A Second Look: One Hundred and One Dalmatians
In 1961, Clyde Geronimi, Hamilton Luske, and Wolfgang Reitherman released One Hundred and One Dalmatians, based on the 1956 novel of the same name by Dodie Smith. Starring Rod Taylor, Cate Bauer, Betty Lou Gerson, Ben Wright, Bill Lee, Lisa Davis, Martha Wentworth, Frederick Worlock, J. Pat O’Malley, Thurl Ravenscroft, David Frankham, Mimi Gibson, Tudor Owen, Queenie Leonard, Marjorie Bennett, Barbara Luddy, Tom Conway, Basil Ruysdael, and Paul Frees, the film grossed $215.8 million at the box office. Nominated for the Grammy Award for Best Recording for Children and the Satellite Award for Best Youth DVD, the film won the BAFTA Film Award for Best Animated Film.
After the Dalmatian Pongo finds a wife for his human, Roger, along with a mate for himself, the canine couple have a litter of 15 puppies. Cruella De Vil wants to buy and make a coat out of them, but Roger refuses to sell them. Weeks later, two criminals named Jasper and Horace steal the litter and when Scotland Yard can’t find them, Pongo seeks help from all the dogs in London.
One of the more low-key Disney films from the early 1960s, One Hundred and One Dalmatians is quite a good film. At the outset, the plot looks to be a bit average as it looks to be a standard kidnapping story only with Dalmatian puppies instead of human children. From the beginning, it’s pretty obvious that Cruella is going to get her hands on the litter of 15 puppies and that Pongo and his mate, Perdita, are going to track them down somehow and rescue them. However, they only have 15 puppies and it’s not until the film is halfway through does the film bring in the other 84 puppies, which Pongo and Perdita immediately decide to take in. Further, as they’re making a long trek back to London through the freezing winter with Cruella, Horace and Jasper on their tails, all the dogs in the countryside are watching for them so they can assist. It’s a really great film where the first half is setting up for the true adventure in the second half on the way back from Hell Hall.
Really though, the film is carried by its characters, with Pongo and Perdita being great dual leads. Before the puppies are stolen, he’s basically seen as being the average carefree dad that always takes the side of the mom. Yet, his children getting stolen and him having to bring them back really brings out his personality. Throughout the film, he’s shown as being intelligent, tactical and stealthy, seen when he realizes that they can roll around in soot and disguise themselves. As for Perdita, she’s a good foil to Pongo, with the film establishing her as stern and more disciplinary when it comes to the children in contrast to Pongo’s carefree nature. As with Pongo though, her personality really comes out and is the heart in contrast to Pongo’s brains when bringing all the puppies back.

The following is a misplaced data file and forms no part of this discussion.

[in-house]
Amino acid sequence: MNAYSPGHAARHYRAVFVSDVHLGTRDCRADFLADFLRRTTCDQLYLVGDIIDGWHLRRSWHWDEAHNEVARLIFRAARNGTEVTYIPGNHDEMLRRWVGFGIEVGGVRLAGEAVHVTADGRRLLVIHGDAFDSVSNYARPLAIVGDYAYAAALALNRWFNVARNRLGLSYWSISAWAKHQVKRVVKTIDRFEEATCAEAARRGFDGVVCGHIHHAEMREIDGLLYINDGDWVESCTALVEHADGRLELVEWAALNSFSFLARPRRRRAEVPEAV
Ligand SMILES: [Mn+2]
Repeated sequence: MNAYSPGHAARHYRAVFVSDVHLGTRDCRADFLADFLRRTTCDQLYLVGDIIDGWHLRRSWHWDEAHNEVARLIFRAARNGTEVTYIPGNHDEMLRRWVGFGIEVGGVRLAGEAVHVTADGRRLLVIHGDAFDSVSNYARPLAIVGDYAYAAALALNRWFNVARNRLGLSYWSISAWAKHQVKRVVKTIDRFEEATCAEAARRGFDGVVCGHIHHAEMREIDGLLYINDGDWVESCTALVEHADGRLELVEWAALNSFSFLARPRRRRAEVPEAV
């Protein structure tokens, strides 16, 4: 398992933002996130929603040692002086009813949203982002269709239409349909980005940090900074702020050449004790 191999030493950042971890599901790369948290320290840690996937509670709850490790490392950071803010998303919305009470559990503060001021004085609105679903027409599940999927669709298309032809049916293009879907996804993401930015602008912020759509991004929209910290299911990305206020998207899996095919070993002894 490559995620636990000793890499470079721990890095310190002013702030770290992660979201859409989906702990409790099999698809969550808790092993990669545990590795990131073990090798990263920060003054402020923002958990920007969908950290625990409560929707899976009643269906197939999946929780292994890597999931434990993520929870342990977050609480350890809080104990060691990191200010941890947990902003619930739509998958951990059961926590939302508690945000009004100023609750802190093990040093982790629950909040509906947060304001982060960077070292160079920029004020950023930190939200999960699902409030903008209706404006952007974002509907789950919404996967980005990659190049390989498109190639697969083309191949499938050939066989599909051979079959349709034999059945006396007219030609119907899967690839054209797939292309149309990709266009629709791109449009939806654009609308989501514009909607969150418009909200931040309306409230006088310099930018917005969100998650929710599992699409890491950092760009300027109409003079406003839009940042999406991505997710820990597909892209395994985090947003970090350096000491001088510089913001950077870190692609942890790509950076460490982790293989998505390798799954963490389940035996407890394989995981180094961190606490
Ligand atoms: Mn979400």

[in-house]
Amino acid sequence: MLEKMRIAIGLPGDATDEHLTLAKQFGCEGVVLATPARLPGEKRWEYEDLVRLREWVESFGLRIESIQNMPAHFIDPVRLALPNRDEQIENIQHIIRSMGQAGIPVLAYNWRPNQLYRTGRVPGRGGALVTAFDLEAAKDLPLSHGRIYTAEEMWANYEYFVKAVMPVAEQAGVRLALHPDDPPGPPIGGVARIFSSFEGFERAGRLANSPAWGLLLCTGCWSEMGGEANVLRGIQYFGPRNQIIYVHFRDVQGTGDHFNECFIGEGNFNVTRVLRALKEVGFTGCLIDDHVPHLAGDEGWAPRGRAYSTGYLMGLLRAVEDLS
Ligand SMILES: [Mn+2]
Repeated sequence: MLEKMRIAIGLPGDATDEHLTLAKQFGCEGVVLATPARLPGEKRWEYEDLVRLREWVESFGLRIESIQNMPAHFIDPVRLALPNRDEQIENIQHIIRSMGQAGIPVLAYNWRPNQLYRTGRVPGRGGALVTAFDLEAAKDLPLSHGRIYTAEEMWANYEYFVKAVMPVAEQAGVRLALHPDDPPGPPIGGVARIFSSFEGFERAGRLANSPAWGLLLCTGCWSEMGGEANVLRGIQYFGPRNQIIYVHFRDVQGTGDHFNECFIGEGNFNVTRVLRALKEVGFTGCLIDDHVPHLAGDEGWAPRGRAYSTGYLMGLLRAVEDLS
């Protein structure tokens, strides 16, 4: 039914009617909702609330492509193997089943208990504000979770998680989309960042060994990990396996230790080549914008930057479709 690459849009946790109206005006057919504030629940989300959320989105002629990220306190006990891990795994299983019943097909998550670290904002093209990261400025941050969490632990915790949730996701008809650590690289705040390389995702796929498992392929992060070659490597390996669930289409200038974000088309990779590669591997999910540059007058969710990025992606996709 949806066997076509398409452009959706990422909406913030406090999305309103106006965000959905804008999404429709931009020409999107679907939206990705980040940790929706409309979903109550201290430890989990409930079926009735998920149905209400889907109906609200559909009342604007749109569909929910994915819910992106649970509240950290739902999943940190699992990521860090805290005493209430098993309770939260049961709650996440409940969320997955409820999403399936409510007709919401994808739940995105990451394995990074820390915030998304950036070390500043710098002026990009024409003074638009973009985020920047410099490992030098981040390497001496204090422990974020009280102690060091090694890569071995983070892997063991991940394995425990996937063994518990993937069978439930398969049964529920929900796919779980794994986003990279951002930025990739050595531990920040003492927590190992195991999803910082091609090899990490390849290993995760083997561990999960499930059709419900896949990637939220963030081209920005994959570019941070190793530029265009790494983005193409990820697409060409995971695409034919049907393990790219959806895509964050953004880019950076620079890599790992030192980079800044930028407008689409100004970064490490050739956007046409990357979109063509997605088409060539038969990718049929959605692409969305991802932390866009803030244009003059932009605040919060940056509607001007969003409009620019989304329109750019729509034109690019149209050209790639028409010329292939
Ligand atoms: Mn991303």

Now, when it comes to villains, Horace and Jasper make a really great duo as the bumbling sidekicks. Both of them are pretty stupid and would rather watch television than do Cruella’s dirty work. Horace also seems to be a little bit smarter than Jasper and correctly thinks that the dogs are intelligent and evading them through tactical means, such as covering their tracks. However, Jasper believes he’s more intelligent and won’t have Horace showing him up and since dogs can’t do that, he dismisses it and will often smack Horace across the head for being stupid. At the same time though, they do have their moments of competence, especially when stealing the puppies as Jasper is able to trick Nanny into following him upstairs to create a distraction for Horace stealing them, but when they’re getting ready to kill the puppies. Also, the only reason they didn’t kill the puppies right when Cruella asked them to was because they’re lazy, not because they sympathize. Honestly, if they were more dedicated to their jobs, Horace and Jasper could very well be criminal leaders rather than working for Cruella.
Still though, Cruella is a wonderful main villain, bringing the psychosis up to levels that villains in animated Disney films could only dream of reaching. Not only does she want puppies in order to create a fur coat, but she loses her mind when pet owners won’t sign over puppies that haven’t even been born yet. What’s more is that when she has all the puppies, she wastes no time in ordering their deaths so the authorities can’t uncover anything and when she finds out they’re gone, she goes even more insane and starts trying to ram an innocent truck driver off the road just because the puppies are in there. Fascinatingly, it’s that chase scene that’s the most memorable of Cruella’s scenes as she’s having a full on breakdown during. She drives her car in a ditch, drives out, goes through thorny brush and then tries ramming the truck off the road, not caring about anyone or anything that’s between her and the puppies.
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